And if we presume there’s a 50:50 gender split, I can be potentially up against 18,999 actresses. That’s a lot of people. In fact, that’s 18,999 more than I’d like there to be. 19,000 is the population of a small town. That’s not what I want from a small town. From a small town I want a cracking bakery and an OAP called Val who can tell me all there is to know about the local bus route.

I know people who have put up acting jobs on this particular website who have gone on to receive in excess of 1,000 applications. And often they only have maybe 3 or 4 roles to offer. Even if you’re looking to fill a cast of 10, that means you’re potentially turning down 99% of those who applied to work with you. Those are a lot of sad faces and if there's anyone who can ham up a sad face, it's a sodding actor. 

And then, of course, there are the practicalities of applying for these roles so you’ve got at least got a chance of being within that lucky 1%. If you’re relying on these sites to get work then, chances are, you’ve got a day job to keep the wolves from the door and the milk in the fridge. And these jobs (often promo work, call centres, waiting/bar staff or teaching) often mean that there’s very little time to get onto these sites and actually find yourself the work you really want to be doing.

I currently work in a call centre which means applying for these jobs during the day can be tricky. I get roughly 30 seconds between each call which, by the time I’ve shaken off the joy of being told to piss off for the 78th time that day, I don’t really have a chance to find a suitable job, write a killer cover letter, select the best headshot and submit my details. I try and do what I can on my lunch breaks but, again, by the time I’ve eaten, rested my eyes and ears and then put my soul back together, my time is limited. So I apply when I get home at 10pm, hoping that they decide to check their submissions starting with the most recent. 

So is it really quiet at the moment? Yes, it is. When you're applying for poorly paid jobs on a Friday night, the buzz of an 8 hour call centre shift still ringing in your ears, that's about as quiet as it can get. It’s quiet for me and other 99% who are all hoping that, soon, we’ll get our chance to be in the 1%. But until that time, it's probably best you just don't ask...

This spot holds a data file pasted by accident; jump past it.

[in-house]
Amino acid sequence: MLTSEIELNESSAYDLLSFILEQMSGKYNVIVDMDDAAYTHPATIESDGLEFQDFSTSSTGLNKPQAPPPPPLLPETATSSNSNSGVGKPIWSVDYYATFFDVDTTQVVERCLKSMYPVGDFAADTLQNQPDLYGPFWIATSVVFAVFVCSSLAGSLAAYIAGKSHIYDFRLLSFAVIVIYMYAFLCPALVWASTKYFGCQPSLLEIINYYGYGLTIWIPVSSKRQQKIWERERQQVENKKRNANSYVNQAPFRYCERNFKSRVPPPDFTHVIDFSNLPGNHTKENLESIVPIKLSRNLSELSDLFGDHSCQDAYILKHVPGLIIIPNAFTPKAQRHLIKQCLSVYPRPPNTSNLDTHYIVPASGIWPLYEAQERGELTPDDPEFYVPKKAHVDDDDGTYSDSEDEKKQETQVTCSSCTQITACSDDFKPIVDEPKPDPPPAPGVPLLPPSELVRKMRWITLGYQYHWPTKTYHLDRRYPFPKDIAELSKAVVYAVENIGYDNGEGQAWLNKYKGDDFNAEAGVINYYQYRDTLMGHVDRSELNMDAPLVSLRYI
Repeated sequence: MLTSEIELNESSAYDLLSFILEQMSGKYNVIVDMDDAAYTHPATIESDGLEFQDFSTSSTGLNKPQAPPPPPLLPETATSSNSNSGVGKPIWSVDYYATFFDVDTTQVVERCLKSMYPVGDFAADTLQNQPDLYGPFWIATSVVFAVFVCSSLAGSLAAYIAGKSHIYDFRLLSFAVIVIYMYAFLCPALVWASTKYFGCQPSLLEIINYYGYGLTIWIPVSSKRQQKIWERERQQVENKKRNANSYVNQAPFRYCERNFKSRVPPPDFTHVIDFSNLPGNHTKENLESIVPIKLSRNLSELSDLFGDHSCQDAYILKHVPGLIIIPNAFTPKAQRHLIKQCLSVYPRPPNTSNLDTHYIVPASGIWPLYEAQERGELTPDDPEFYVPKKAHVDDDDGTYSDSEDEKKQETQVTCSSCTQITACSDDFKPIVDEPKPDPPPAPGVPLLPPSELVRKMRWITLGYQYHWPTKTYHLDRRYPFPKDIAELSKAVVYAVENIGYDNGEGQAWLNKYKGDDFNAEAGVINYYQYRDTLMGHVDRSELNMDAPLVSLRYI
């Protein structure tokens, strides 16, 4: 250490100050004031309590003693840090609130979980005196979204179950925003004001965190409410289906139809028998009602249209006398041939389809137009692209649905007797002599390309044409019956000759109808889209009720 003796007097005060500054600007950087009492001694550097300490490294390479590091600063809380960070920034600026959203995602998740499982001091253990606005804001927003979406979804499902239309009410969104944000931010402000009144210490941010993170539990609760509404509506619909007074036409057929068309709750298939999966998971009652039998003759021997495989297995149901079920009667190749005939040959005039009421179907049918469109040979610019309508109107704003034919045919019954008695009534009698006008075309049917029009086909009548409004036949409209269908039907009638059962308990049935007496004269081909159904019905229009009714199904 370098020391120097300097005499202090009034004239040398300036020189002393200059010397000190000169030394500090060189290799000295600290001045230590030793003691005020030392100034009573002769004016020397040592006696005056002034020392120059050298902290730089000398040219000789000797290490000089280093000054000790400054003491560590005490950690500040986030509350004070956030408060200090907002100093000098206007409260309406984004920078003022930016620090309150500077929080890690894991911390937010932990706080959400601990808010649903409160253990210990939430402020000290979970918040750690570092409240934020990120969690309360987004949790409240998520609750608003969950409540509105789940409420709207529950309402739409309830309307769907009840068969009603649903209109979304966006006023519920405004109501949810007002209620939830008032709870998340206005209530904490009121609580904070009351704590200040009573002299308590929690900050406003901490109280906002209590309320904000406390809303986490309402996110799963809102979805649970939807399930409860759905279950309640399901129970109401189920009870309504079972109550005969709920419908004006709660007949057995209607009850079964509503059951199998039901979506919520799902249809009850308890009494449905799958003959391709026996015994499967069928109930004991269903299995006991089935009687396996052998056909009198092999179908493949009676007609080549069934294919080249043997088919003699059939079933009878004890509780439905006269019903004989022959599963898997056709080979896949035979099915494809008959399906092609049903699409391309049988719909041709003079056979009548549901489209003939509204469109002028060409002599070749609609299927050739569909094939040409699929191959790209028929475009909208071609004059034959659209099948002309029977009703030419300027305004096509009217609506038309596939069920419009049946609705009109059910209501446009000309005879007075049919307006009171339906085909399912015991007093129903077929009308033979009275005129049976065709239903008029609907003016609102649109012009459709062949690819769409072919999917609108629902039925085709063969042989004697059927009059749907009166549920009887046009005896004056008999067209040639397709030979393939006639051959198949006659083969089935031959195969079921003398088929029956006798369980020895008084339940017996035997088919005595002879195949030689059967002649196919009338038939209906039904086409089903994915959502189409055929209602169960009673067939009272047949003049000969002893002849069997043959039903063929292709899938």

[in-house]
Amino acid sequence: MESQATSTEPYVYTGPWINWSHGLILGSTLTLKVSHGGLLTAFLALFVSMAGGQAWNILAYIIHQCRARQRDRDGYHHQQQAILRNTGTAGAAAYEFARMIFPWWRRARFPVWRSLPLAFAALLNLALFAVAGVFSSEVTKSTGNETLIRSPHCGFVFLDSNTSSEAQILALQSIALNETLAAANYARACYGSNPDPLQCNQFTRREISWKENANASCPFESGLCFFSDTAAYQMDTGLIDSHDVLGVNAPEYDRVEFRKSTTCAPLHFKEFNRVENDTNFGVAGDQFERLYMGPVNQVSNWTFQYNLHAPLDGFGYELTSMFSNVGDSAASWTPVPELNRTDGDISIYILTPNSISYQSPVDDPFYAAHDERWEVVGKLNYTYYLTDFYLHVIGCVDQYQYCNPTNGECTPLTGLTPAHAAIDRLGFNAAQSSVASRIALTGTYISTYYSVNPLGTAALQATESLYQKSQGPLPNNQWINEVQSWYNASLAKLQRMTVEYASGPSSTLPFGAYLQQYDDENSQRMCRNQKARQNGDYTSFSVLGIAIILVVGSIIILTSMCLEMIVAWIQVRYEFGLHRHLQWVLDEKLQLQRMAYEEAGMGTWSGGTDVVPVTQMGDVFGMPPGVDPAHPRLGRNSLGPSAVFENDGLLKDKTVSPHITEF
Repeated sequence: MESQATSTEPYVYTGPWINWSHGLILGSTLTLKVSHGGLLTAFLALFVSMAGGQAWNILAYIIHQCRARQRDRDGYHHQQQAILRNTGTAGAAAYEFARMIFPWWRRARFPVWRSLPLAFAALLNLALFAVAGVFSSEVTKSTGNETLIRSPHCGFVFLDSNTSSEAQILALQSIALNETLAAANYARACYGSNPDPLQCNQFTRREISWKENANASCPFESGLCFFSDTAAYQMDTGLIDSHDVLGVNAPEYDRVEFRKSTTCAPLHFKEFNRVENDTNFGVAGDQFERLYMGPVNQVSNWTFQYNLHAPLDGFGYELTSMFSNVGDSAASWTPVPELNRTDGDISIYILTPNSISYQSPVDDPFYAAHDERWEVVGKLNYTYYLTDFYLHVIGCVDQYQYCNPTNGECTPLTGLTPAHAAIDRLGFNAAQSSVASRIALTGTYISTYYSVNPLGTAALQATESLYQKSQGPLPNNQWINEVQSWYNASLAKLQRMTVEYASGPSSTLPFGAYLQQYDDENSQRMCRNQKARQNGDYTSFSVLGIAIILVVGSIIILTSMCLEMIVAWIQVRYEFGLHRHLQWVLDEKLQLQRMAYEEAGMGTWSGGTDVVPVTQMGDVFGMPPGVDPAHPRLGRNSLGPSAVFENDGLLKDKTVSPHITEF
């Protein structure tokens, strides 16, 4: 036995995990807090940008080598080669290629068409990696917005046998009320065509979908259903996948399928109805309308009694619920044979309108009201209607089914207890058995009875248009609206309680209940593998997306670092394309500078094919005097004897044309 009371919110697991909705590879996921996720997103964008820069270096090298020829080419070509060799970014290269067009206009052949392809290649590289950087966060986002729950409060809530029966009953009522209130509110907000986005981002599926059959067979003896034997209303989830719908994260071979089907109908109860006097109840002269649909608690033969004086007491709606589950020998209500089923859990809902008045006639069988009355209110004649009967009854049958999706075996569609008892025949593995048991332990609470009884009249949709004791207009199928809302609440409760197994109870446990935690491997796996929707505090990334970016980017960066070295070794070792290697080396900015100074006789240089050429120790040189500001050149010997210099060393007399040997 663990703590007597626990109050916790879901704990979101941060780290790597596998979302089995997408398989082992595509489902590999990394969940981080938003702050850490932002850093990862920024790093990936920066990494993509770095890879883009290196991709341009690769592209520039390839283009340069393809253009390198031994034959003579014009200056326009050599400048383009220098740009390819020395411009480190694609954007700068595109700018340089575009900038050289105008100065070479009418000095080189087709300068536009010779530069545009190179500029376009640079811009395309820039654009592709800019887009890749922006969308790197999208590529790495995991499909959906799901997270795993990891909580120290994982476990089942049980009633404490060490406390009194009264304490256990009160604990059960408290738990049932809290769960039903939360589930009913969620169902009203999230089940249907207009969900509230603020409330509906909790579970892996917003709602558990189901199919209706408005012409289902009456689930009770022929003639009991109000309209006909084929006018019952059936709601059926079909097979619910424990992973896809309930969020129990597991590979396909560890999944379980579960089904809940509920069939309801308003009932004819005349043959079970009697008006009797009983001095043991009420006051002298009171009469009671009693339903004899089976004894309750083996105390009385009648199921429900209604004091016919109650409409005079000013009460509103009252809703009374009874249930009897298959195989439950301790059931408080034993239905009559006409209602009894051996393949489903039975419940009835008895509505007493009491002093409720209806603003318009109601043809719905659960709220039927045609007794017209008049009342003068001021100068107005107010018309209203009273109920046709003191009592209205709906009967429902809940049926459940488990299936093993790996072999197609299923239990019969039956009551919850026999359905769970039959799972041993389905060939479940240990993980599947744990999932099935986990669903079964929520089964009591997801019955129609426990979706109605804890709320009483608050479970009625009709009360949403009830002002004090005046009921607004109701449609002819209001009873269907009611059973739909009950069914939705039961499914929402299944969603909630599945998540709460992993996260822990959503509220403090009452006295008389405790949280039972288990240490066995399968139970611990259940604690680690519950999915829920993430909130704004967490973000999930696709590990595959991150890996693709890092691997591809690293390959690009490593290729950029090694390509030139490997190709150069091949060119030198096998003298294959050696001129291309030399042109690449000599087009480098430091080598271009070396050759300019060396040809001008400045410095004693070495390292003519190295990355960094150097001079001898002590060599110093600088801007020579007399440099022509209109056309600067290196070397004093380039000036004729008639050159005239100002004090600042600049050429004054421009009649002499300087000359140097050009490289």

1. As a sympathetic fellow sufferer, I hear ya.

    I have found that literally the only way I can stay sane is to make my own work. Which always sounds easier said than done, and it is, but getting involved in small projects that you can fit into your schedule, exercising your own creative muscle in an arena where your voice matters - that's what keeps you going. Well it keeps me going, anyway. Through the long, miserable, no-light-in-sight dry spells. New writing nights are a great way to meet new people too, and even if they're unpaid they're short term so don't fuck your life up too much.

    Good bloody luck. x

  2. But if it was easy everyone would do it! Of course we would all like to be famous, rich and loved by the public. Most people accept that they have to have a "proper" job and just get on with it. Good luck though, I hope you get the break and make it xx

  3. Interesting to read, thank you.

    Your analysis of quiet spells is very similar to being self-employed in my industry.

  4. Somehow, however, you still seem to have a lot of time on your hands to write this blog. Weird.

    1. Thank you for your helpful comment. As you'll see, I wrote this blog on a Sunday, a day when generally fewer call centres function & when there aren't quite so many jobs to apply for. But yes, thank you for questioning how I use my time. Much appreciated.